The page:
Small-scale mining is essentially an artisanal or small industrial form of raw material extraction. In Ghana, there are about 300 registered small-scale mining groups and they constitute a major source of employment especially for small-scale gold and diamond miners, and contribute some foreign exchange to Ghana’s economy. However, there are a lot more of such groups that are not registered, and cannot access any meaningful form of support to boost their business.
Apart from gold and diamonds, other small-scale activities serving for employment for a lot of people center on the extraction of salt, kaolin, silica, sand, brown clay, aggregates and crushed rocks, etc. However, most small-scale miners popularly referred to as ‘galamsey’ engage in gold mining.
There are several challenges faced by small-scale miners. These also pose a great danger to the environment. The activities of the miners pollute rivers and streams nearby that serve as a source of drinking water for communities downstream. The ‘crude’ technologies used also pose a danger to the miners themselves who are constantly killed due to poor occupational-safety standards. Aside the environmental and occupational hazards, these businesses are not registered and hence, do not benefit from any form of training to improve their business practices. The non-registration of their businesses also means government loses the requisite taxes for development.
Small-scale mining is often poverty driven and located in rural areas. Miners are generally unskilled and earn little. Individuals may be involved in a number of different types of mining activity: Gold or diamond rush, this is characterized by unstable communities, which are often saddled with environmental degradation from crude methods used. In Ghana, the Birim and Densu Rivers in the Eastern Region are examples of rivers that serve as a source of drinking water for several communities but have been gravely affected by small-scale mining activities.
A principal development issue is how to ensure that small-scale mining does not harm the community, but instead creates the basis for poverty reduction and sustainable development. How this can be achieved depends partly on the nature of the mining. For example, if exploitation is sudden (such as alluvial and rush activities in Ghana) and short-lived, particular effort should be made to stabilize the local community. In the case of remote, seasonal operations the main issue is how to integrate the small-scale mining sector into the local community and encourage the businesses to invest their profits in other forms of economic activity and services such as schools and health centres. Research work done by Thomas Hentschel, Felix Hruschka and Michael Priester in Artisanal and Small-Scale Mining: Challenges and opportunities, they identify organizational aspects as playing a key role in this context, and highlight the common tools for improving the sector as;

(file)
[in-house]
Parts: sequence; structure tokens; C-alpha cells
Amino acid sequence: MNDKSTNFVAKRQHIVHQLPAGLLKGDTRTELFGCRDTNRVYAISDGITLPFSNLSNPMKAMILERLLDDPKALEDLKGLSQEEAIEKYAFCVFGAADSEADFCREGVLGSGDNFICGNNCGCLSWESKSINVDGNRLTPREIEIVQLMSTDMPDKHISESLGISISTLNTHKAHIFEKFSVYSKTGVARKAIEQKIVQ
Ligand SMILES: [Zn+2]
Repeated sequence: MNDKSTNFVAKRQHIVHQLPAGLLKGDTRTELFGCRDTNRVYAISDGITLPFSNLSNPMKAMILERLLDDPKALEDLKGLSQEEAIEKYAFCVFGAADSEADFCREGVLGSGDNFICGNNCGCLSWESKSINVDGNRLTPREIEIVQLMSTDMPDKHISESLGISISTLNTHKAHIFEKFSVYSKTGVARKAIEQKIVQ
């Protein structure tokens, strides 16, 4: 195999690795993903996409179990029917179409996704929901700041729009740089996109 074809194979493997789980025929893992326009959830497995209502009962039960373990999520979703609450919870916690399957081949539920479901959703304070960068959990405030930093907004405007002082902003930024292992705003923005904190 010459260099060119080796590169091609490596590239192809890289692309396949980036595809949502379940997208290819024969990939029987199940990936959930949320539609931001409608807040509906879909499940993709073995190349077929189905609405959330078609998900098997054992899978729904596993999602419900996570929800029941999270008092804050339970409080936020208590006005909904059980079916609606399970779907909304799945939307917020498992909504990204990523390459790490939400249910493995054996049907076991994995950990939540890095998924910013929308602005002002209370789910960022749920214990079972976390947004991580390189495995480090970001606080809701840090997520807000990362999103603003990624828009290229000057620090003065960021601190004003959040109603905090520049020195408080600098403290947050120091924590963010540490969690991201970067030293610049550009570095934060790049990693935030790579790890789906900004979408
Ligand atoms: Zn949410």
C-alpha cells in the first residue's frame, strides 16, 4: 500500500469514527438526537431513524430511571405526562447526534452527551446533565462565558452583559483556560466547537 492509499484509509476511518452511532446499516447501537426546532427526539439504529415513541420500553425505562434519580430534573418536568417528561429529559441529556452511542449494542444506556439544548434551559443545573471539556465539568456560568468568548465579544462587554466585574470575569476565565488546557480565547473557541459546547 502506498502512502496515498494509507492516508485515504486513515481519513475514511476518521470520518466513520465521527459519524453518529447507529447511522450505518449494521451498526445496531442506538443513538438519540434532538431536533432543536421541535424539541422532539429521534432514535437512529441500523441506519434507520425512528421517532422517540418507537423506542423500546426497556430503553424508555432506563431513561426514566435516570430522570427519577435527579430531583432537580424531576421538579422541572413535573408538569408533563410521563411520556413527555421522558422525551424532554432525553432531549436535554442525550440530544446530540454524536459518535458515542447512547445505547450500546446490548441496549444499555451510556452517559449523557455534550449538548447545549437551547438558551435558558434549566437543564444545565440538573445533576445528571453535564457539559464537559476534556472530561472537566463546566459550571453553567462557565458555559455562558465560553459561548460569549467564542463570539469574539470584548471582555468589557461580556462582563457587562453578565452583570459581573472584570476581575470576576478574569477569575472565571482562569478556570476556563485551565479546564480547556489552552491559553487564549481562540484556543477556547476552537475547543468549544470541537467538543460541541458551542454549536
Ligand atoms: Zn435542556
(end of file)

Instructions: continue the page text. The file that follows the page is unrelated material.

- Organizational and legal support;
- Access to prospective land;
- Training and application of technology;
- Dissemination of best practice;
- Business management;
- Availability of micro-credits and other development instruments; and use of revenues.
In the past, most activities to support mining sector have focused on the large scale mining operations, mainly to improve their productivity, legal status or environmental performance. These projects have sometimes benefited only a few operations or mining entrepreneurs and have not initiated any sustainable development in the whole mining community or the nearby communities. In other words support was not seen in the context of the whole community and the people living in the communities. There are also a lot of examples, especially from ‘gold-rush’ areas, where there has been no benefit at all to the livelihoods of the communities during or after the rush activities.
In many of those regions, tonnes of gold have been produced, but once the rush is over poverty returns and there are perhaps even more problems because of the cultural damage which may have happened in these areas. The UN Department for Economic and Social Affairs has developed an interesting sustainable livelihood approach for artisanal mining communities, which is currently under pilot implementation in Mali, Ethiopia, Ghana, and Guinea. The main policy recommendations for this approach, according to Labonne and Gilman (1999) are:
- Mainstreaming poverty eradication into national policymaking in all sectors
- Promoting small-scale mining as a catalyst and anchor for other productive activities to stimulate the development of complementary and alternative productive ventures necessary for sustainable poverty alleviation.
- Placing people first through both pro-poor strategies and participatory strategies aimed at strengthening the organizational capability of grassroots communities, thereby favouring a bottom-up approach.
- Reversing the focus from ‘hands-on state intervention’ (which has rarely been successful) to the creation of private enterprises, particularly microenterprises or cooperatives.
For Ghana, the pilot projects presents an opportunity to scale up the successes especially now when scale-scale mining activities have come up for criticism. Streamlining of operations, training and application of technology can reduce the negative environmental impact so as to boost investment, create jobs and also support initiatives at sustained community development.